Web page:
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As 2014 opens, the news from the Treasury seems upbeat. Growth is back. Economic forecasts are being revised upwards. The mood has switched from gloom to boom.
In After Osbrown: Mending Monetary Policy, Douglas Carswell MPfor Clacton, who previously worked in fund management, warns all is not what it seems. The warning signs are already there: this may yet prove to be another credit-induced recovery. The UK is increasingly dependent on consumer spending and mortgage debt. Savings and investment are down. The UK’s current account deficit is widening.
Roger Cashmore, David Mowat, Simon Taylor
Energy costs are now centre-stage in the policy debate at Westminster as both government and opposition promise to tackle rising costs. But if energy is to be affordable in the longer term, a secure supply of energy is needed. So too is a variety of sources. For that, says Politeia’s Nuclear Options: Powering the Future, nuclear will be needed.
Its authors*, Professor Roger Cashmore, Dr Simon Taylor and David Mowat MP, welcome the plan to build Britain’s first nuclear reactor for over 20 years at Hinkley Point - a first step towards reversing the decline of UK nuclear power. Nuclear, which today accounts for around 20 per cent of electricity generation, is set to diminish as all nuclear power stations are due to close in the next decade.
David Butterfield, Stephen Anderson, Katherine Radice and Dominic Sullivan
Latin in the new curriculum and GCSE is in danger of being the Cinderella of foreign languages. So far the official remit threatens two penalties. Secondary schools may not offer Latin as an option for the languages National Curriculum of 11-14 year olds (although primaries can). And, so far, the proposals for GCSE Latin do not include any specification to allow translation from English into Latin as an examinable option.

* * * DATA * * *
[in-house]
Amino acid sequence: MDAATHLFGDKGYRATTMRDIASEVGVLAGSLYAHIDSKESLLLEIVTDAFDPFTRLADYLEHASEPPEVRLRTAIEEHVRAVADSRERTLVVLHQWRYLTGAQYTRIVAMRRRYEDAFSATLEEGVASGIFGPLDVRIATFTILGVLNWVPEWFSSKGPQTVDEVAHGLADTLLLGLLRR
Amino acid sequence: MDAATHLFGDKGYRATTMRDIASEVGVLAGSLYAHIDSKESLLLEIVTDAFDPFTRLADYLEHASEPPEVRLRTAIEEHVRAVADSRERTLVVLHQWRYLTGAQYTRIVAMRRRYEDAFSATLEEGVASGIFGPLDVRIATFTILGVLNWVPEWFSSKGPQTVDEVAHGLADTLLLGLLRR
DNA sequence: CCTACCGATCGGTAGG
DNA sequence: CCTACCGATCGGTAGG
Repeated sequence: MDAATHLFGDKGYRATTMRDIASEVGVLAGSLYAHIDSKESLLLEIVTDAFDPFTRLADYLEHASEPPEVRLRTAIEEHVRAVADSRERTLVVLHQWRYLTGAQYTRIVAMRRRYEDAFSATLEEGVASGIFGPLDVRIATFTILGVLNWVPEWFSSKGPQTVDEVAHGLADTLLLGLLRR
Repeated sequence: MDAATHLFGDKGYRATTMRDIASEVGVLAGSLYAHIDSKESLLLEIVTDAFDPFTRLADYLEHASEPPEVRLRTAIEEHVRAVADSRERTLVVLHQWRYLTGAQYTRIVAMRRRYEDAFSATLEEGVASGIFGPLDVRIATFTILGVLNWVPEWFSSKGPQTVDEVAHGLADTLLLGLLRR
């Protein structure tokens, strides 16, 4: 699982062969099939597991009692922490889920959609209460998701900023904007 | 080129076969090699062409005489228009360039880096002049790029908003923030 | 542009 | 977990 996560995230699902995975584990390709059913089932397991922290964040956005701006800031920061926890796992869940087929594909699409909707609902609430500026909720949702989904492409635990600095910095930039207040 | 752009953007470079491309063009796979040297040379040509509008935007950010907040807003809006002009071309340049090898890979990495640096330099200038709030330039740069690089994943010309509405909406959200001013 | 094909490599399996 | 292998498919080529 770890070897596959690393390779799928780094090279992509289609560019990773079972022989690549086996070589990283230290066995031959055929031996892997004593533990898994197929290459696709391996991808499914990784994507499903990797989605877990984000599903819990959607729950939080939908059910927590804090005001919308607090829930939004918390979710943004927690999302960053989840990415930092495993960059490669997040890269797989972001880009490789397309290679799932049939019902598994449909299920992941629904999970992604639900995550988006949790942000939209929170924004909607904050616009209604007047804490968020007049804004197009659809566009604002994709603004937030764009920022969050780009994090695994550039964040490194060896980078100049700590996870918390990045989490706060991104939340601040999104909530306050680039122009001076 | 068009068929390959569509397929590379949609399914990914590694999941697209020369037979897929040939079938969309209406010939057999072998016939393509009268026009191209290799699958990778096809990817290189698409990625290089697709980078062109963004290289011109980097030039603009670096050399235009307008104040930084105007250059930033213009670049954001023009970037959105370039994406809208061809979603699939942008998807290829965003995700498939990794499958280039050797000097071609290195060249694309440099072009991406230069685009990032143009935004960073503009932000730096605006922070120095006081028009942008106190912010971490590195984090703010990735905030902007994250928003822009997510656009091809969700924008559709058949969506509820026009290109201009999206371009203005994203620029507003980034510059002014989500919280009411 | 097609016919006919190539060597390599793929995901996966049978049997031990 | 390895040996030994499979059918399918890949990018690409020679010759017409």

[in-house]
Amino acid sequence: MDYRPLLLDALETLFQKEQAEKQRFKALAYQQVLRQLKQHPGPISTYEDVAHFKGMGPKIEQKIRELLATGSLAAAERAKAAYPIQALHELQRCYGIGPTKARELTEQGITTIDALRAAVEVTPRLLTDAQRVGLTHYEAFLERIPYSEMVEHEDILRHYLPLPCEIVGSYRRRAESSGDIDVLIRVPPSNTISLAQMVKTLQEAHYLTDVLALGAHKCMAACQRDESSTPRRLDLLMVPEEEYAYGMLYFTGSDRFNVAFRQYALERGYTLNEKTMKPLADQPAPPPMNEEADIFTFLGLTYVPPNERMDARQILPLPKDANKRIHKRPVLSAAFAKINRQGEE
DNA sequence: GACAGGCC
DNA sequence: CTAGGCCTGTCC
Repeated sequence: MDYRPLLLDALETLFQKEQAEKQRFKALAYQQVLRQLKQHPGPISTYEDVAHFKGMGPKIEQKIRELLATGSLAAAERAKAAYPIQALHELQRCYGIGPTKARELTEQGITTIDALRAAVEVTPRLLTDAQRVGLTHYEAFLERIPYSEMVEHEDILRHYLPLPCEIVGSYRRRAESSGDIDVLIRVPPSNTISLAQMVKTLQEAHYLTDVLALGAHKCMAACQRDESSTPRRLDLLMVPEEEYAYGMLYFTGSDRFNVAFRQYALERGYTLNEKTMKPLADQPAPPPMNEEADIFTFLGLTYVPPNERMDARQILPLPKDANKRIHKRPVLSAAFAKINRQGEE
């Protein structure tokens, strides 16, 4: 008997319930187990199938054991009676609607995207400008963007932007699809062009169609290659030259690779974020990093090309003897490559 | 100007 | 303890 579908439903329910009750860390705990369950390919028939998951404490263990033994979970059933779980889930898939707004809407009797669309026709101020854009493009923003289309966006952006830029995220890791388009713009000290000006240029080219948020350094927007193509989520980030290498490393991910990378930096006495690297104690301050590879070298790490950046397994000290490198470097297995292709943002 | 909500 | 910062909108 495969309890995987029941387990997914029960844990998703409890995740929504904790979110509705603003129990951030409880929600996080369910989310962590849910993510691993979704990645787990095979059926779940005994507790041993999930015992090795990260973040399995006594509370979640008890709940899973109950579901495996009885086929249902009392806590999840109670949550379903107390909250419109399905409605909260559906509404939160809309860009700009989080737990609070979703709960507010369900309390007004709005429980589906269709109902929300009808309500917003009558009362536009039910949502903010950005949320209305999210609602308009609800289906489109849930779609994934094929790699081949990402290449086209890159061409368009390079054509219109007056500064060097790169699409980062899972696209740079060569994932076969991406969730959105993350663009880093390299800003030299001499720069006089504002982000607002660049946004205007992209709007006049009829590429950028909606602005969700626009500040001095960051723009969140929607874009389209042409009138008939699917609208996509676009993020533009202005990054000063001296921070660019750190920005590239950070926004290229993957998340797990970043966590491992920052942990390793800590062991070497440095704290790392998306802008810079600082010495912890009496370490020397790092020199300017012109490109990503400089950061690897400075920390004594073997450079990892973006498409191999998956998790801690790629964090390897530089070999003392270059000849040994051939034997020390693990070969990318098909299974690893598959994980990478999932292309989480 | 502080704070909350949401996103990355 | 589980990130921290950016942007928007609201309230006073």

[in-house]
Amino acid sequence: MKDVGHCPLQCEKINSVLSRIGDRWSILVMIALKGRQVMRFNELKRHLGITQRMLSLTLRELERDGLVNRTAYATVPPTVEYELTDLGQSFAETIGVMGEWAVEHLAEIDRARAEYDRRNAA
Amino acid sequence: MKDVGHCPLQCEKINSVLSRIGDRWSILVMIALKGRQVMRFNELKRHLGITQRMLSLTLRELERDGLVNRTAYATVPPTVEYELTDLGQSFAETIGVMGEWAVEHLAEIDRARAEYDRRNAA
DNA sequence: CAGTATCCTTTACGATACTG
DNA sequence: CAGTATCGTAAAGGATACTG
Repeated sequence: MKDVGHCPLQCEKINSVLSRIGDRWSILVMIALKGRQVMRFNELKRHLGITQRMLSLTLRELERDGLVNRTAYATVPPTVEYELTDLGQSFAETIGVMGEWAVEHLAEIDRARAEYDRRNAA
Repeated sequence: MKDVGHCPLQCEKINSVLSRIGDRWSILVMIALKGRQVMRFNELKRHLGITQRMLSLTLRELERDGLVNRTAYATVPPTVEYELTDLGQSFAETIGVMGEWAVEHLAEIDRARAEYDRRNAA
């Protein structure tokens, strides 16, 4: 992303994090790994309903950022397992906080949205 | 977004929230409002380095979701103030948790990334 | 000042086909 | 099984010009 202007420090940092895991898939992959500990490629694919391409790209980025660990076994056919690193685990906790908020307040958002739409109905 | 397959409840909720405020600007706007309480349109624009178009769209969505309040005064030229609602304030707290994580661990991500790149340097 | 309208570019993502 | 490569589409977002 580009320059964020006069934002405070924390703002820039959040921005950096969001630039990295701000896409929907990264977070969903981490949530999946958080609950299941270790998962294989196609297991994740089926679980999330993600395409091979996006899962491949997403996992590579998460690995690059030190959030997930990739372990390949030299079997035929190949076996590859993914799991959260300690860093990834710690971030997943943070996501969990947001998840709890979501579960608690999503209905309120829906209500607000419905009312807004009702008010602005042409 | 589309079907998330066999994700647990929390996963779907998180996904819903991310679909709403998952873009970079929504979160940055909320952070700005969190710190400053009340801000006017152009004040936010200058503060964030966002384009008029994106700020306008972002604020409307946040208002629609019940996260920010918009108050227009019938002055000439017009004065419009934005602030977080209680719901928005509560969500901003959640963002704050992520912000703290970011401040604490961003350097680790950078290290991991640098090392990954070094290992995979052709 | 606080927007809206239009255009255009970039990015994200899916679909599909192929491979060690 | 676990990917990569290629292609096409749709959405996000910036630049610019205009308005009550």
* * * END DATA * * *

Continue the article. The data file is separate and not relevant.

To the authors of Politeia’s new study, Latin for Language Lovers: Ancient Languages, the New Curriculum and GCSE, these omissions should be rectified when it comes to the final framework.
The Coalition’s welfare reforms aim to ensure that working people earn more than those on benefit and that unemployed people can find and keep a job. These are widely welcomed. But, says Frank Field MP, the Labour Member of Parliament for Birkenhead, more radical change is needed if the system is to be effective, affordable and also fair.
In Working Welfare: Contributory Benefits, the Moral Economy and the New Politics, Mr Field, a former minister for Welfare Reform and Chairman of Parliament’s Social Security Select Committee, says if welfare is to work, thecontributory insurance principle must be restored to the National Insurance System. Contributors and tax payers should own their individual ‘pots’ and new mutual societies should run the system on their behalf.
John McFall, Kent Matthews, Patrick Minford, David Green, Jamie Dannhauser, John Hodgson, Scott Cochrane, David B. Smith, Edward George
The financial crisis of 2007-8, its aftermath and the bank bailouts which followed have prompted an intense interest in the financial sector and its future regulation. Politicians have responded with a series of measures to regulate and prevent a recurrence. Banks will be obliged to have higher capital ratios; investment banking will be separated from retail and the presumption will be that in future there will be no bailouts.
The authors of Politeia’s new volume*, The Financial Sector and the UK Economy: The Danger of Over-Regulation,who include some of the country’s most distinguished economists and others with specialist knowledge of the financial services industry, are in no doubt that there are serious problems to be tackled. But they raise concerns about the emphasis, volume and efficacy of current measures, which may not bring the intended results or may prove counter effective.